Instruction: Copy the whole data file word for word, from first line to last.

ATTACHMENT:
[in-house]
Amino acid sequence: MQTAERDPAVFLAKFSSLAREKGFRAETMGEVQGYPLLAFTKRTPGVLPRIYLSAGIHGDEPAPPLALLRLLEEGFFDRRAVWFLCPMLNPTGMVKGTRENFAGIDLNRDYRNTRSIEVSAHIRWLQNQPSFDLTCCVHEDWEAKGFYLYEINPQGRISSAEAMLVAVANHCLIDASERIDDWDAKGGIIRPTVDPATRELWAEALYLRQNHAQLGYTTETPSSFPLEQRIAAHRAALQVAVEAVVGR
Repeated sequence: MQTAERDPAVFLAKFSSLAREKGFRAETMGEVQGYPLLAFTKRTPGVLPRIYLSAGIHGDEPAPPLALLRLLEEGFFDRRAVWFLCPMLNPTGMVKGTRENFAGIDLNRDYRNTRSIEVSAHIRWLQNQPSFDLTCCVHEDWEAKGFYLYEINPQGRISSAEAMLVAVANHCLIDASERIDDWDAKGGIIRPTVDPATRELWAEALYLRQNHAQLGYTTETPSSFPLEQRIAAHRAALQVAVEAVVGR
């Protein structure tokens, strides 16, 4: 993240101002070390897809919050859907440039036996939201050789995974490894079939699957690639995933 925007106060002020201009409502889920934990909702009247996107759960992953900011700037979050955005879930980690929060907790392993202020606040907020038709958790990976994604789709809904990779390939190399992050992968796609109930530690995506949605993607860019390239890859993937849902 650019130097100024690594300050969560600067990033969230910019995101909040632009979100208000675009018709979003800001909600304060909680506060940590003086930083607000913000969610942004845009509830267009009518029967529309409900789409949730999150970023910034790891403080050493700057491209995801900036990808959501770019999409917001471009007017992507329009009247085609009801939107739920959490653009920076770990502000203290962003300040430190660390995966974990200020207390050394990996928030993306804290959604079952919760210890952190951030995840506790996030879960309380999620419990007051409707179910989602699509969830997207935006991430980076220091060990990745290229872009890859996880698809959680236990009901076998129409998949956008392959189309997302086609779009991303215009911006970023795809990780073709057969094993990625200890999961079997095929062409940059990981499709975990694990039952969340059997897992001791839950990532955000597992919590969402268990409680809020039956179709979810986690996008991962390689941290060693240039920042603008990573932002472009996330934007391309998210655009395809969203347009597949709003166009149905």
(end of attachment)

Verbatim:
[in-house]
Amino acid sequence: MQTAERDPAVFLAKFSSLAREKGFRAETMGEVQGYPLLAFTKRTPGVLPRIYLSAGIHGDEPAPPLALLRLLEEGFFDRRAVWFLCPMLNPTGMVKGTRENFAGIDLNRDYRNTRSIEVSAHIRWLQNQPSFDLTCCVHEDWEAKGFYLYEINPQGRISSAEAMLVAVANHCLIDASERIDDWDAKGGIIRPTVDPATRELWAEALYLRQNHAQLGYTTETPSSFPLEQRIAAHRAALQVAVEAVVGR
Repeated sequence: MQTAERDPAVFLAKFSSLAREKGFRAETMGEVQGYPLLAFTKRTPGVLPRIYLSAGIHGDEPAPPLALLRLLEEGFFDRRAVWFLCPMLNPTGMVKGTRENFAGIDLNRDYRNTRSIEVSAHIRWLQNQPSFDLTCCVHEDWEAKGFYLYEINPQGRISSAEAMLVAVANHCLIDASERIDDWDAKGGIIRPTVDPATRELWAEALYLRQNHAQLGYTTETPSSFPLEQRIAAHRAALQVAVEAVVGR
């Protein structure tokens, strides 16, 4: 993240101002070390897809919050859907440039036996939201050789995974490894079939699957690639995933 925007106060002020201009409502889920934990909702009247996107759960992953900011700037979050955005879930980690929060907790392993202020606040907020038709958790990976994604789709809904990779390939190399992050992968796609109930530690995506949605993607860019390239890859993937849902 650019130097100024690594300050969560600067990033969230910019995101909040632009979100208000675009018709979003800001909600304060909680506060940590003086930083607000913000969610942004845009509830267009009518029967529309409900789409949730999150970023910034790891403080050493700057491209995801900036990808959501770019999409917001471009007017992507329009009247085609009801939107739920959490653009920076770990502000203290962003300040430190660390995966974990200020207390050394990996928030993306804290959604079952919760210890952190951030995840506790996030879960309380999620419990007051409707179910989602699509969830997207935006991430980076220091060990990745290229872009890859996880698809959680236990009901076998129409998949956008392959189309997302086609779009991303215009911006970023795809990780073709057969094993990625200890999961079997095929062409940059990981499709975990694990039952969340059997897992001791839950990532955000597992919590969402268990409680809020039956179709979810986690996008991962390689941290060693240039920042603008990573932002472009996330934007391309998210655009395809969203347009597949709003166009149905």